Time Out says
The year’s most shocking transformation arrives in the form of Gary Oldman’s Winston Churchill, a creation for the ages
Sure, Christopher Nolan’s Dunkirk blew us away with its immersiveness. But if you prefer your WWII movies to have a little dialogue, some shapeliness and (is it too much to ask?) a bit of powerhouse acting, director Joe Wright’s tense profile of the rising prime minister Winston Churchill is the war film to beat. Wright, it’s worth remembering, has been on those gory French beaches before with 2007’s Atonement, capturing the whole of the British evacuation and its surrounding chaos in a legendary five-minute tracking shot. As if pulling a been-there-Dunkirk-that, he now shifts to the tense strategy sessions, bunker hand-wringing and political gamesmanship that fed into England’s finest hour. Darkest Hour is a film of verbal ammunition, and its calibre is high.
At first you won’t believe your eyes, seeing Gary Oldman – still, in some perverse way, the alive presence from Sid and Nancy – buried under what must be pounds of prosthetic facial architecture. (The radical make-up work is by artist Kazuhiro Tsuji.) But your mind quickly gets you where you need to be, as we watch Oldman’s Churchill roughing up our expectations: crouching on his bedroom floor to capture a wayward cat, downing a breakfast of Scotch and cigars and mixing it up with his cowed, dutiful secretary Elizabeth (Lily James). The performance is a marvel, not merely leaping over what could have been a stunt, but deepening into a soulful portrayal of wartime leadership, tinged with ego, doubt and the demands of a terrible moment.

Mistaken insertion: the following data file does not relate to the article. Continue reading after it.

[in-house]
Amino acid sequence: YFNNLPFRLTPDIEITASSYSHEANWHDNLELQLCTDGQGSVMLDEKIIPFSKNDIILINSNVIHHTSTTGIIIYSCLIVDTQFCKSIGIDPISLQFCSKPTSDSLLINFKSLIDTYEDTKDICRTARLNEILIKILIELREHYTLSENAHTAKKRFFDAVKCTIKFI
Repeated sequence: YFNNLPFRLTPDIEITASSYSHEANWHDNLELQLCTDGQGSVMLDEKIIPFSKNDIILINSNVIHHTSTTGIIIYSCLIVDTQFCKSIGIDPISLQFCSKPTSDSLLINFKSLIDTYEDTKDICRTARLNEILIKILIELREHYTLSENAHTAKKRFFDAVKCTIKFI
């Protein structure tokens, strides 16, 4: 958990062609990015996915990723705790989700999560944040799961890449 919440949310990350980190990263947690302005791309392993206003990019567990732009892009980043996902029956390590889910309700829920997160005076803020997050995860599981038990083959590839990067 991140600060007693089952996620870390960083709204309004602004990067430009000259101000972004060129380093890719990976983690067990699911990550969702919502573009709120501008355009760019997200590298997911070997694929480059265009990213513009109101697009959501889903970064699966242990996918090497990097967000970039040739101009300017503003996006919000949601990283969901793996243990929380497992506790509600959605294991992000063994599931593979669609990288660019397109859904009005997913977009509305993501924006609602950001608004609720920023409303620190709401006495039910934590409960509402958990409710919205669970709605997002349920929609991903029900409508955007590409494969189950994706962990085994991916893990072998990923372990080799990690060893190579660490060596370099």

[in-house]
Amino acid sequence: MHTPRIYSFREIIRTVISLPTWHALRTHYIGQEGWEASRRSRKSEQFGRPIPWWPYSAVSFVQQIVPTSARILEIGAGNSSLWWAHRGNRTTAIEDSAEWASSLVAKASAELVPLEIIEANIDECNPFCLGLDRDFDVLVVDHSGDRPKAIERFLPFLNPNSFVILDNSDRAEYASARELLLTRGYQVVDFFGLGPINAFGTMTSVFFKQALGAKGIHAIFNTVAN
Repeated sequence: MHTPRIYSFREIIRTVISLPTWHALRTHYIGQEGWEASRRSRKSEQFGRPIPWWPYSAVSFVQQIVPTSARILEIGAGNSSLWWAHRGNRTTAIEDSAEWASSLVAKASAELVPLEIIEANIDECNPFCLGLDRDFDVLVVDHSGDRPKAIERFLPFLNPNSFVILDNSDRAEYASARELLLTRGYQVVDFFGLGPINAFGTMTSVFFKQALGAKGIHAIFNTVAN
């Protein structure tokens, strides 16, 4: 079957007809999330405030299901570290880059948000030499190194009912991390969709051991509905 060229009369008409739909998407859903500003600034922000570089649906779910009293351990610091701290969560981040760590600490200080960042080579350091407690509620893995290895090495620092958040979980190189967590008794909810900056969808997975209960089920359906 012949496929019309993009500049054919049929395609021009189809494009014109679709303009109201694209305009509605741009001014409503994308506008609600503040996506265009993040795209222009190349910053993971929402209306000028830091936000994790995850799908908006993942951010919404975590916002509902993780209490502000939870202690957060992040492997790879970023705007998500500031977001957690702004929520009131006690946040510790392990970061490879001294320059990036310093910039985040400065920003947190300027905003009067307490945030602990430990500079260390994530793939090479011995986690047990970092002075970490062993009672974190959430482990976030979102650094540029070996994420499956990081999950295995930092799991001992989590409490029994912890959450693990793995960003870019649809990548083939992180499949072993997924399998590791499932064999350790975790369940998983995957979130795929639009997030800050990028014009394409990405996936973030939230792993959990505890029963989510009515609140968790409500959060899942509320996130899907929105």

Churchill’s showdown with Parliament is well-trod ground but Darkest Hour manages to make it fresh, particularly in one civilisation-defining phone conversation the prime minister has with the disembodied voice of President Franklin Roosevelt, with Oldman sweating out the request for military aid. Scenes between Churchill and an icy King George (Ben Mendelsohn, superb, even better than Colin Firth’s version in The King’s Speech) are the film’s heart, as royalty bends to support the man in the hot seat. There is one misstep: a fictionalised crowd-pleasing sequence set in the London Underground, in which Churchill appeals to the advice of everyday citizens – everyone’s too well spoken. But the movie survives it, leaving you with a dizzyingly emotional sense of history in the making. Where are today’s Churchills? Darkest Hour calls out to greatness; hopefully that call will be heard.
Follow Joshua Rothkopf on Twitter: @joshrothkopf
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Users say (1)
Gary Oldman gives a towering powerhouse performance with all the political behind the doors maneuvering. Where DUNKIRK was the experience of battle and survival THE DARKEST HOUR are the politics and strategy of politicians and military leaders in rescuing the soldiers of Dunkirk and declaration of war.
I was into most of this movie until Churchill caught the subway train for the every-mans reactions and opinions. That unfortunate scene drastically took me out of the picture and I couldn't get back into the movie. It was just plain right phoney and destroyed the nature of the film. Having a black man and his white wife in the train during that scene is nothing more then political correctness at a time where that black man would have been the target of racism.
The only reason to watch this is a master-class of acting from Gary Oldman. I thought that Oldman should have been given the Oscar when he was nominated for TINKER, TAILOR SOLDIER SPY.